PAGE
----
By Victoria Martínez

If history can teach us something right now, it’s that the way to topple a bloated, greedy, inarticulate and dishonest political leader from New York who poses as a populist while perpetuating government cronyism is by revealing him to his base in a way they can understand.


Once upon a time (roughly the 1870s to early 1900s), in a period of American history known as the Gilded Age, the main issues dividing the nation were those that, by all rights, should not be the exact same ones we are dealing with today. Namely, racism, immigration-related xenophobia, human and women’s rights injustices, and extreme wealth inequality.

Although technically free, African Americans were subject to widespread and generally socially-acceptable systemic and institutionalized racism. American “nativists” (otherwise known as “old immigrants” from Europe) were concerned by the influx of “new immigrants,” whose cheap labor and “foreign” religious and cultural backgrounds they feared as inherently dangerous to America’s “greatness.” Meanwhile, actual Native Americans were being forced off their land for a variety of shameful reasons, including the building of an oil pipeline a railroad. And increasing numbers of women were fighting to obtain the same rights as men in what was widely lamented as a war on American masculinity.

During this period, more than one third of the nation’s wealth was owned by just two percent of the population, and three quarters of the wealth was held by the top 10 percent.[1] Quite similar, in fact, to our current distribution of wealth, with recent figures showing that the top 20 percent of Americans own more than 84 percent of wealth.[2] Then as now, the United States had one of the highest levels of wealth inequality in the world.

An illustrious era notable for the Second Industrial Revolution, Captains of Industry, and incredible artistic beauty, the Gilded Age is also infamous for unregulated business and industry, worker exploitation, and hazardous working conditions. Then there was the matter of rampant political corruption and cronyism, with a special focus on protecting the interests of big business.

Just as damp, dark places attract mold and bacteria, these conditions were perfect for the proliferation of political machines in America’s big cities. This system of political control gained and maintained power by feigning a populist platform targeted at a rousing a “silent majority.” In this case, politically disenfranchised immigrants who were promised money, jobs and forceful representation in return for votes and support.

Machine bosses and their well (financially)-oiled “machine” of similarly-elected and appointed colleagues would then do just enough to keep their constituency happy while vigorously promoting their own financial and social self-interests. This they accomplished through rigged elections and ballot fraud, cronyism and patronage, graft and bribery, press control and manipulation, and a slew of similarly corrupt tactics.

Although Boston, Philadelphia and Chicago were among the cities with notorious political machines, New York City had arguably the most notorious one of all: Tammany Hall. For almost 200 years, Tammany Hall produced quite a few notable political villains. But William M. Tweed, better known as Boss Tweed (1823-1878), stands out, both on his own “merits” and for the insight his downfall can give us about how to deal a modern incarnation.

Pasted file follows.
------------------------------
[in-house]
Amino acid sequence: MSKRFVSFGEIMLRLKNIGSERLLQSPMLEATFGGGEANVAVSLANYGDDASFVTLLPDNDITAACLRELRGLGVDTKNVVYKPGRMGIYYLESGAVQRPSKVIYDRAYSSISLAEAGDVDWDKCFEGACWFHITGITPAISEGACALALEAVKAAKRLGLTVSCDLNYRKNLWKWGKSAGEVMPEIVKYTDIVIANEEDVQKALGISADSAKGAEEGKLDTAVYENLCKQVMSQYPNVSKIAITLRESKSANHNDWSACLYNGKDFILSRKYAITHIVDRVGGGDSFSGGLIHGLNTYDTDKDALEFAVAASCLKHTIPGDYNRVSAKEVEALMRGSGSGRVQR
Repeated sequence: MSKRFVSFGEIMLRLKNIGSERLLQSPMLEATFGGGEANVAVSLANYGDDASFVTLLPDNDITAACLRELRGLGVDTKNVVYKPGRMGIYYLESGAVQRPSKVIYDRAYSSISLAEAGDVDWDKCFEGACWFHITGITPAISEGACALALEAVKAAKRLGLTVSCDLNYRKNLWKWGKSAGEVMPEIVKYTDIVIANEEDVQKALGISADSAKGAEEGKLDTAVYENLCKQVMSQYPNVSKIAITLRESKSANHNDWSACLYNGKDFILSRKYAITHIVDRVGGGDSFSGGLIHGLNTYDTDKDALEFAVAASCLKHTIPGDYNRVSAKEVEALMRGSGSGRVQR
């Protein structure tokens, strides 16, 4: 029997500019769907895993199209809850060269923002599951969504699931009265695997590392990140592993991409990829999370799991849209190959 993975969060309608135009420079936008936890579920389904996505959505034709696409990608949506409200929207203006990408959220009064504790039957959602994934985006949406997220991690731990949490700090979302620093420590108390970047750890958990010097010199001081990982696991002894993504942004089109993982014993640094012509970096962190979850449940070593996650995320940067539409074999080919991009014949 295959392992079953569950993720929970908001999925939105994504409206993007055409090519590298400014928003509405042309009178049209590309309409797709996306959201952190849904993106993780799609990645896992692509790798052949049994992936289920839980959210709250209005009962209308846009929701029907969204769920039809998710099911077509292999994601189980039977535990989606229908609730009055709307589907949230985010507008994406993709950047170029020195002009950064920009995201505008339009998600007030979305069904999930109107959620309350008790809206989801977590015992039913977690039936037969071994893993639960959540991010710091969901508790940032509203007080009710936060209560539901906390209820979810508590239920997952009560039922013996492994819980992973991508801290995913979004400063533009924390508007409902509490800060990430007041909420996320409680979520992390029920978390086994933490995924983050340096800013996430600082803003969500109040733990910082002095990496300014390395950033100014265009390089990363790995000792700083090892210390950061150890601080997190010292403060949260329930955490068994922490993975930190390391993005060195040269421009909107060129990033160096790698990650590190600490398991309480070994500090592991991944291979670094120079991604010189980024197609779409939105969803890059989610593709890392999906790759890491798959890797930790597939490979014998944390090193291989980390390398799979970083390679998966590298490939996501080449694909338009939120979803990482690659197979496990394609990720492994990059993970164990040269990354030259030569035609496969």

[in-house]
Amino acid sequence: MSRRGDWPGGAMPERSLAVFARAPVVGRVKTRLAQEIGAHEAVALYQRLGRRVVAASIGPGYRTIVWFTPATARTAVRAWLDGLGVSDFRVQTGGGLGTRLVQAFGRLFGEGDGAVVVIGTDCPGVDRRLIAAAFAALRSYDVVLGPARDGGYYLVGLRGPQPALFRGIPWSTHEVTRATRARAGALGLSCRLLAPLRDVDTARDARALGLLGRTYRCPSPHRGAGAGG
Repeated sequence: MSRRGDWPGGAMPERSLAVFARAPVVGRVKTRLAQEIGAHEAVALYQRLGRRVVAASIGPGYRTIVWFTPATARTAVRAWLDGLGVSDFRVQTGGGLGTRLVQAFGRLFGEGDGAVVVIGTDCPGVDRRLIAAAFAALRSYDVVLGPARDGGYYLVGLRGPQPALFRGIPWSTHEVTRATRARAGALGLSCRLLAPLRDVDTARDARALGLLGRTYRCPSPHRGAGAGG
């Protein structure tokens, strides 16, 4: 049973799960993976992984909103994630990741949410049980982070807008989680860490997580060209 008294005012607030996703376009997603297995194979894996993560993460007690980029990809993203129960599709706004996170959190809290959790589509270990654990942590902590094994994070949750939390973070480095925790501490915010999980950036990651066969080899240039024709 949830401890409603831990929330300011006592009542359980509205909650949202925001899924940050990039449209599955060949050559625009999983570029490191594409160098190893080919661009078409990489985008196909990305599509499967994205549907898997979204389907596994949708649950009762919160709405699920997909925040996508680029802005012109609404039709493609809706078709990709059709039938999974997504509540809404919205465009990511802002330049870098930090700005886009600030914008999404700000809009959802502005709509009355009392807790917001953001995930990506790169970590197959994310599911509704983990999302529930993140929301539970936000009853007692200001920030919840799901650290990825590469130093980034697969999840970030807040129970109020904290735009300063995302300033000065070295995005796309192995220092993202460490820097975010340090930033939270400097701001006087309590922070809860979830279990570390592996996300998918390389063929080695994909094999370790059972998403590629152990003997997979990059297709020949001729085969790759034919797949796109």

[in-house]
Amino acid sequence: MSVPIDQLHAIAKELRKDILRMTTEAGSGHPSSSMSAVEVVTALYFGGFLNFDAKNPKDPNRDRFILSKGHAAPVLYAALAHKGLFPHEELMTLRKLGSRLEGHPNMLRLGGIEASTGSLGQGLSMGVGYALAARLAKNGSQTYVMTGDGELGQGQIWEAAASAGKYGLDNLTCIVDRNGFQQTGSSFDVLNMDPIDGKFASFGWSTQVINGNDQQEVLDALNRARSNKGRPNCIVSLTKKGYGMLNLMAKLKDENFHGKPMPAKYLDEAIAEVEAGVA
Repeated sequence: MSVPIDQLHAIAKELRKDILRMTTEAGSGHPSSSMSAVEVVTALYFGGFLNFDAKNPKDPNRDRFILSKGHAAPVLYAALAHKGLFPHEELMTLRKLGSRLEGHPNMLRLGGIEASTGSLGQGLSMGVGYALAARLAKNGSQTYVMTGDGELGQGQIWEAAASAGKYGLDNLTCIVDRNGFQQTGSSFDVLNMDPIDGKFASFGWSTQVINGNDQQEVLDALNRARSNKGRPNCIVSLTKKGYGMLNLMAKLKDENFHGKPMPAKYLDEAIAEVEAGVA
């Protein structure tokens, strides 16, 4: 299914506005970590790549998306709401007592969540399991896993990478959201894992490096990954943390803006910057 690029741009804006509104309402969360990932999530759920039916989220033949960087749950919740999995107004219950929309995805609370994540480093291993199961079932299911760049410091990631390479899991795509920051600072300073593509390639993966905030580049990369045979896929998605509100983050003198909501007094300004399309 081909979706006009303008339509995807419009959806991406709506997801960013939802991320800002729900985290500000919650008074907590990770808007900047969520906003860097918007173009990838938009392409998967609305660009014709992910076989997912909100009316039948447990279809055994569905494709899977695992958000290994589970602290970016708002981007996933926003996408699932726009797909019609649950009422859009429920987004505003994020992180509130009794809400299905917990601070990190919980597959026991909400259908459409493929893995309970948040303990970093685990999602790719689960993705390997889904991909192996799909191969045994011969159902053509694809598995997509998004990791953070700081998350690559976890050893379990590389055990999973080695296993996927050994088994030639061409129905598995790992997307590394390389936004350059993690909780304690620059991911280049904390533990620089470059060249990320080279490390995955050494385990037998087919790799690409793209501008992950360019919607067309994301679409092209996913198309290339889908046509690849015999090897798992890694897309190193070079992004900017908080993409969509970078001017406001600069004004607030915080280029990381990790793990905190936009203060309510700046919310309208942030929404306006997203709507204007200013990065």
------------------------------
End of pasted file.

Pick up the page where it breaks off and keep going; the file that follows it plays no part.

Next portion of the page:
A New Yorker by birth with Scottish and Irish ancestry, Boss Tweed was a poorly educated bully with zero knack for subtlety. His success in business was mixed, and he was declared bankrupt on at least one occasion. His suitability as a politician was first recognized when he was forced out of his job as a volunteer fireman from a notoriously violent fire company due to his especially violent behavior. From there, his ascent into politics – culminating in his reign as Tammany boss from the mid-1860s to early-1870s – was a dishonest and brutal one, characterized by levels of corruption, bullying and violence unprecedented even for Tammany Hall.[3]

The “Tweed Ring” controlled the election and appointment of a vast array of public officials who were similarly corrupt, unqualified and incompetent – including state supreme court judges, governors and mayors, city comptrollers, and even the park commissioner – all of whom supported and protected the corrupt dealings of Tweed and Tammany Hall. Tweed and his machine profited enormously from construction projects and city development, as well as from stock holdings and seats on various company boards, and by using Tweed’s own companies for city contracts.

Contemporaries estimated Tweed’s overall theft at between $25 million and $45 million (around $570 million to $1 billion in today’s terms), and later estimates amounted to as much as the equivalent of $4 billion today.

Tweed made no effort to hide his massive personal wealth, proudly living in a mansion on Fifth Avenue and perpetually wearing a stickpin featuring a 10.5 carat diamond. But, then, he really didn’t have to hide it. Enormous effort and sums of money were spent to keep the press from publishing any “fake news” about him and the Tammany Machine. In general, the rich had nothing to lose and were rather in a good position to gain from Tweed and Tammany. Objectors – honest politicians, judges, journalists, contractors, etc. – could usually be bought with cash or patronage.